Can that lawn service replace the use of flea and tick preventives?
Michael Nappier, DVM, DABVP
Michael Nappier is assistant professor of community practice in the Department of Small Animal Clinical Sciences at the Virginia-Maryland College of Veterinary Medicine in Blacksburg, Virginia.
Companies heavily advertise their flea- and tick-repelling sprays this time of year. Are your clients buying the hype?
When it comes to flea, tick and external parasite prevention, the old real estate saying rings true: It's all about location, location, location. Some lawn companies are advertising area treatments for yards that purport to eliminate the need for external parasite prevention for pets. Let's take a closer look and see if we like the location, location, location! Here are client communication tips to use when your clients refuse preventive medications in favor of yard treatments.
Where are the parasites located?
As you know from all those thorough dissections of parasite life cycles, adult fleas and most mites need to be located on pets and not in the yard. Make sure your clients know that just like the idea of bug bombing a house instead of treating a dog won't work, applying insecticides to the lawn won't treat a pet for fleas and mites. Ticks prefer tall grass and brush, leaf litter and bushes at the height of their hosts. Spreading things on the lawn isn't applying them higher up or in deeper brush where the ticks live. Verdict: Location No. 1 isn't looking so good.
Where is the pet located?
If a pet never sets foot outside a perfectly manicured and treated lawn and your client has put up a magical barrier that prevents other animals from coming into the yard, then yard treatments are probably perfectly appropriate for that client (just like pigs fly …). However, if the pet is ever located somewhere else besides the yard (ahem, all dogs) then your client needs prevention that moves with the pet and isn't fixed to the lawn. Remind your clients that other animals also come into the yard and bring more parasites with them. A thought experiment for clients: Think about those rascally squirrels your dog has to keep chasing out of the yard. Chances are some of them are covered with fleas or ticks-or both-that are continuously seeding the yard (and heaven forbid if the dog actually catches one). Verdict: Location No. 2 could definitely use some work.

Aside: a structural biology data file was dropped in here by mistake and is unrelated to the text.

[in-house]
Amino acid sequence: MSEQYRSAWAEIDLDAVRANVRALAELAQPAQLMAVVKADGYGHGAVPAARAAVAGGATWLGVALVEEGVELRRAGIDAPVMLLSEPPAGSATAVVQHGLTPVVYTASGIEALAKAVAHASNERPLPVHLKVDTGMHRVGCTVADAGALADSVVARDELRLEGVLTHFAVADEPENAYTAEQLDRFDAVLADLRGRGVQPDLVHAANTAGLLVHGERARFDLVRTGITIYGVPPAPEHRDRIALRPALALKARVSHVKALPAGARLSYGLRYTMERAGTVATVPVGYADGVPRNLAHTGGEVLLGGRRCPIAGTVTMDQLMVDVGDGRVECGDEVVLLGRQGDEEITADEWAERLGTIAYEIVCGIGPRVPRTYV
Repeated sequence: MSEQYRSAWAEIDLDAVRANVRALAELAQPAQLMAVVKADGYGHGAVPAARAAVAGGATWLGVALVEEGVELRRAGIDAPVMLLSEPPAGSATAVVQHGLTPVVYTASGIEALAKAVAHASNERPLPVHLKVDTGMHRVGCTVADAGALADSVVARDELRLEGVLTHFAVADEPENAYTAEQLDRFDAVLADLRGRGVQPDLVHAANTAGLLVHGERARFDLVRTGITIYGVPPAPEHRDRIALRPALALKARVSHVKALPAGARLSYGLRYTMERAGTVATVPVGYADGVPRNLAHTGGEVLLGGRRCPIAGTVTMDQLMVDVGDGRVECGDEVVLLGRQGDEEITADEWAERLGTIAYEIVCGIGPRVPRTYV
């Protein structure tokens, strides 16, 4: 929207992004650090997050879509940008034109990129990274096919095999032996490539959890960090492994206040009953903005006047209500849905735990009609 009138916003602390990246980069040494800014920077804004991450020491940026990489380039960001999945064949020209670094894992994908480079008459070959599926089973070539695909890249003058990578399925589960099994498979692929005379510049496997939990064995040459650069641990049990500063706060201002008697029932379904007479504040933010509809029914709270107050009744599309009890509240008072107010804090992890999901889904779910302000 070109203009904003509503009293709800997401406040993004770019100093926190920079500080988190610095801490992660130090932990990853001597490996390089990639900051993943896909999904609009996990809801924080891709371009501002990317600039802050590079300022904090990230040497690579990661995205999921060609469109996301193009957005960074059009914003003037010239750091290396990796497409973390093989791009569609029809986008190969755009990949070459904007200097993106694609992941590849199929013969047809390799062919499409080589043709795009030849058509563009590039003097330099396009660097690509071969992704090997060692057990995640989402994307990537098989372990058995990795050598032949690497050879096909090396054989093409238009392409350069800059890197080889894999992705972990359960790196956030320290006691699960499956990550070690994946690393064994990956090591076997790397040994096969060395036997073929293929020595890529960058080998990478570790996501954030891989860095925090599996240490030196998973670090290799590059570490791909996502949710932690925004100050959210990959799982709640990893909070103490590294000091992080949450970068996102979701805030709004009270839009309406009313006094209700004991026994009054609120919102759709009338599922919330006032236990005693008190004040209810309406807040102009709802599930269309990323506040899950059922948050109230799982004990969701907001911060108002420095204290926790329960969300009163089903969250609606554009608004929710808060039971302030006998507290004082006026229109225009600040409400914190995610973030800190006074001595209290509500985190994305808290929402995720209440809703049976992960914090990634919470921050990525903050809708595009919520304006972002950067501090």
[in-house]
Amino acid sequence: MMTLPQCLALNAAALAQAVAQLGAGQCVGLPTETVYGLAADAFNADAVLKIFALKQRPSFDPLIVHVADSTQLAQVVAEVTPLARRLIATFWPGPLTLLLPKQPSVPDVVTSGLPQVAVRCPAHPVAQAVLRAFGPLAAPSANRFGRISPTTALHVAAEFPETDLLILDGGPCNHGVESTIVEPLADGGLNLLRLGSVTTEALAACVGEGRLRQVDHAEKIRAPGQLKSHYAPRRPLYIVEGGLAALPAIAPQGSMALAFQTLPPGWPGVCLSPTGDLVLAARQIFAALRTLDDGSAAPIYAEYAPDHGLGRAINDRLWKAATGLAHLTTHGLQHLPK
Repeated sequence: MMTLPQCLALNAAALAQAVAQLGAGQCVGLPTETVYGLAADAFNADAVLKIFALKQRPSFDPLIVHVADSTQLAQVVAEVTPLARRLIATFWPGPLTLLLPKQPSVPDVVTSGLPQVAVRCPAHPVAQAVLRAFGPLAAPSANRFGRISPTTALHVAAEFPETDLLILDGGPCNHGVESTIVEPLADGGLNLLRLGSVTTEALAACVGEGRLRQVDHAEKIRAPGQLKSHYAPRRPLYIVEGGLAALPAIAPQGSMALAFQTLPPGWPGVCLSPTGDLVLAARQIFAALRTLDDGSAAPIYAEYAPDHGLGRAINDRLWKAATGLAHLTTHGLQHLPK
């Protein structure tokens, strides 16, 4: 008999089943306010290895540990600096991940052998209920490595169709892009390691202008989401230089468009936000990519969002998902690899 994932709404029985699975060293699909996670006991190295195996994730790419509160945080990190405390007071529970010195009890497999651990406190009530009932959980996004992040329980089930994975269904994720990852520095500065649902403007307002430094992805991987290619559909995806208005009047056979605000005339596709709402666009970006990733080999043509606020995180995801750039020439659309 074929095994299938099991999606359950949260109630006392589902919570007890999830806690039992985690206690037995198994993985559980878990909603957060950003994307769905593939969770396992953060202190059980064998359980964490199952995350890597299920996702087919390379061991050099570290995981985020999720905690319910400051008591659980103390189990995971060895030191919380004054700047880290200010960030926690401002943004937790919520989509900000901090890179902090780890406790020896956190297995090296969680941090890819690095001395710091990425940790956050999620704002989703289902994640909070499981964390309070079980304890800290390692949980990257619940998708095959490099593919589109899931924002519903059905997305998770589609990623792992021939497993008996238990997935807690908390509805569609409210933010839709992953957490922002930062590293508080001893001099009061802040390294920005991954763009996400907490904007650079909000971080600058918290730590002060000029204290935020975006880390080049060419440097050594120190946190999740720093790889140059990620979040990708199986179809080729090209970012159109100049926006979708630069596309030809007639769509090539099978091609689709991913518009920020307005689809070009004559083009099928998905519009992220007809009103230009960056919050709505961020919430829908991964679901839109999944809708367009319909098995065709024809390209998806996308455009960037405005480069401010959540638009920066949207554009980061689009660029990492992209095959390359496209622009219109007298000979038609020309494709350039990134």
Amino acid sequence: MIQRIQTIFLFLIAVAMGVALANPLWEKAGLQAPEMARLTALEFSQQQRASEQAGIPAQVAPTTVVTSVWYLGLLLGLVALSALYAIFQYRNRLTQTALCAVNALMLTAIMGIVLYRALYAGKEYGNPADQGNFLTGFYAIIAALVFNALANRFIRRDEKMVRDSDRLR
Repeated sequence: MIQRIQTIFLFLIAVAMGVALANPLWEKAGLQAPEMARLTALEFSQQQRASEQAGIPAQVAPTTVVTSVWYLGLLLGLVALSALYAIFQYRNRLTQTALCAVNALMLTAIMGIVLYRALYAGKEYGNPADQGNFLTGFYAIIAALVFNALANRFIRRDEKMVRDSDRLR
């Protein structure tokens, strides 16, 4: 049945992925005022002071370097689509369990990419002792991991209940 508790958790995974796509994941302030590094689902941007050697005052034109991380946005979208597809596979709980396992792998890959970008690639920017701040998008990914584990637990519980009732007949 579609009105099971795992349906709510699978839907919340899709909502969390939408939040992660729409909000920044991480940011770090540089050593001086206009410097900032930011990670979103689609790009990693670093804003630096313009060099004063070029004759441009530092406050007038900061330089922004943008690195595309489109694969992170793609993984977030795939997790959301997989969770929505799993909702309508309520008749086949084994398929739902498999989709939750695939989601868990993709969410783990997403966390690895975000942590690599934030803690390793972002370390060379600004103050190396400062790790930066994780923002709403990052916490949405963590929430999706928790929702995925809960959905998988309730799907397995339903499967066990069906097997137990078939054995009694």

What are your clients putting on the yard?
Ever wonder what these products used to treat the yard have in them? Well, looking at many advertisements, it's difficult to tell. All the flowery promises lead to no specifics other than vague mentions of proprietary blends of chemicals. Tell clients that if they are counting on them to be effective and not toxic to pets or people, they should be able to look at what it is and what, if any, the possible side effects are. With topical or systemic medications applied to a pet, clients should be able to read all the ingredients and pertinent information on the drug label that comes with each box. Verdict: If you can't find location No. 3, why are you using the product?